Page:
The Center for Humanistic Inquiry announces its 2017-19 theme: Speech/Image/Spectacle
In 1967, Guy Debord wrote in The Society of the Spectacle, “all that once was directly lived has become mere representation.” Fifty years later, his claim seems both remarkably trenchant and ripe for revisiting. In our boisterous world, we are saturated in sound and image, and the boundary between life and representation has become increasingly porous. Technology has intensified our capacity to conjure and circulate speech and spectacle in ways that envelope and interrupt, entertain and offend, enlighten and obscure. In such a highly mediated context, how should we conceive the very act of communicating?
Our theme, SPEECH/IMAGE/SPECTACLE, invites inquiry into the politics, aesthetics, technologies, genealogies, and epistemologies of contemporary public discourse. Over the course of two years we will explore the ways we generate, encode, and circulate meaning through representation, inquiring after the nature and effects of speech, image, and spectacle on the senses, on human subjectivity, and on politics and sociality.
We hope to engage a wide range of humanities-oriented scholarship as we take up questions addressing our theme. How should we understand shifting relations between speech (in the guise of words, languages, speech acts, free speech rights, and so on), performance, and spectacle, both now and historically? Has speech now been spectacularized? What is the relation between spectacle and identity, authenticity, or truth? How do image and spectacle translate or channel power? How should we assess calls to regulate or repress publication and circulation of troubling speech and images, or conversely to expand their scale and reach? What ways of perceiving and practicing politics does a spectacular society demand or allow? How does the very domain of representation change as the global circulation of text and image compresses space and recalibrates time?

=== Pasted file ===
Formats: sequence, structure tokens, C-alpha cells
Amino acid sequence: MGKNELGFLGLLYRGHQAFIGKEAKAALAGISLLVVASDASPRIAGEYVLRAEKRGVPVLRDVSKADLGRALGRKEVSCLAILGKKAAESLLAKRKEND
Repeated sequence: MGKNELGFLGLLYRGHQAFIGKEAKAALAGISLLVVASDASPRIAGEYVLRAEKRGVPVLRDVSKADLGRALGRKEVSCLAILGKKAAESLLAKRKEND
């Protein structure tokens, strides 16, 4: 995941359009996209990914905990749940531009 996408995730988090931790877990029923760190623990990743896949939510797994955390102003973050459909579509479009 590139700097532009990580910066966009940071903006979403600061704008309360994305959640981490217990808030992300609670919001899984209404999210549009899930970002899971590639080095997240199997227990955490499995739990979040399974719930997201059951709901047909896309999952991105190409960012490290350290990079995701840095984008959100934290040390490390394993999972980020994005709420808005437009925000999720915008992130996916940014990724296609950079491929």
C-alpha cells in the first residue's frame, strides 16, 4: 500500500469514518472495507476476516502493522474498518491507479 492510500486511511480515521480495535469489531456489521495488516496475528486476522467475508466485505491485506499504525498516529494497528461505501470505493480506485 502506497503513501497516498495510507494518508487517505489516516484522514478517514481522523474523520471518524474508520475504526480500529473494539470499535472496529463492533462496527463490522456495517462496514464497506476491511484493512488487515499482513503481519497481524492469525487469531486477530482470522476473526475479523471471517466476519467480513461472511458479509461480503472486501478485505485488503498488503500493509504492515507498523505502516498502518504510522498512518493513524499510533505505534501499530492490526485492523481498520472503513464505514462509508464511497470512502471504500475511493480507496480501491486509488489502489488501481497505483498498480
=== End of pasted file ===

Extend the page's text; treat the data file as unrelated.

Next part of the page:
2016-17 theme: CONSERVATION
We live in the Anthropocene, an epoch defined by human intervention and a time of rapid and often disconcerting change. Its predominant narrative is one of decline and fall—of transformation, deterioration, and loss. This tragic narrative is a familiar one: in the humanities we see it, for example, in stories of the material world and its ruins; of the demise of ancient and indigenous cultures and moral systems; of lost arts, artifacts, and aesthetic forms.
Our theme, CONSERVATION, invites inquiry into how humans have responded to that narrative. We associate the idea of conservation with care, repair, and stewardship both of nature and of culture. To conserve is to place oneself in relation to the past—perhaps an imagined past—that one values and believes ought to remain and persist into the future. In rehabilitating wetlands and restoring great works of art, reanimating lost languages and spiritual traditions, creating archives and preserving work born digital, conservation generates a set of values, techniques, and orientations to temporality and change. These move beyond merely capturing the past on its own terms and toward enlisting it for present and future purposes.
Yet valuing and engaging in conservation raises a number of questions:
- What do we choose to conserve, and what do we allow to be lost or let die?
- What imagined visions of an authentic or prelapsarian past fuel our desire to conserve?
- What conservation modes and methods do we employ, and what are their limits?
- What is conservation’s relation to traditionalism, conservatism, and reform?
- How are acts of conservation related to visions of the future: utopias, dystopias, and other fantasies?
We hope to engage a wide range of humanities-oriented scholarship on both nature and culture as we explore these questions.
From Brett Brehm's salon this year, "Media Environments: Manet, Cros, and the Color of Spring"
From Caterina Scaramelli's salon this year, "Living in Watery Places: An Ethnography of Animals and People in Turkey"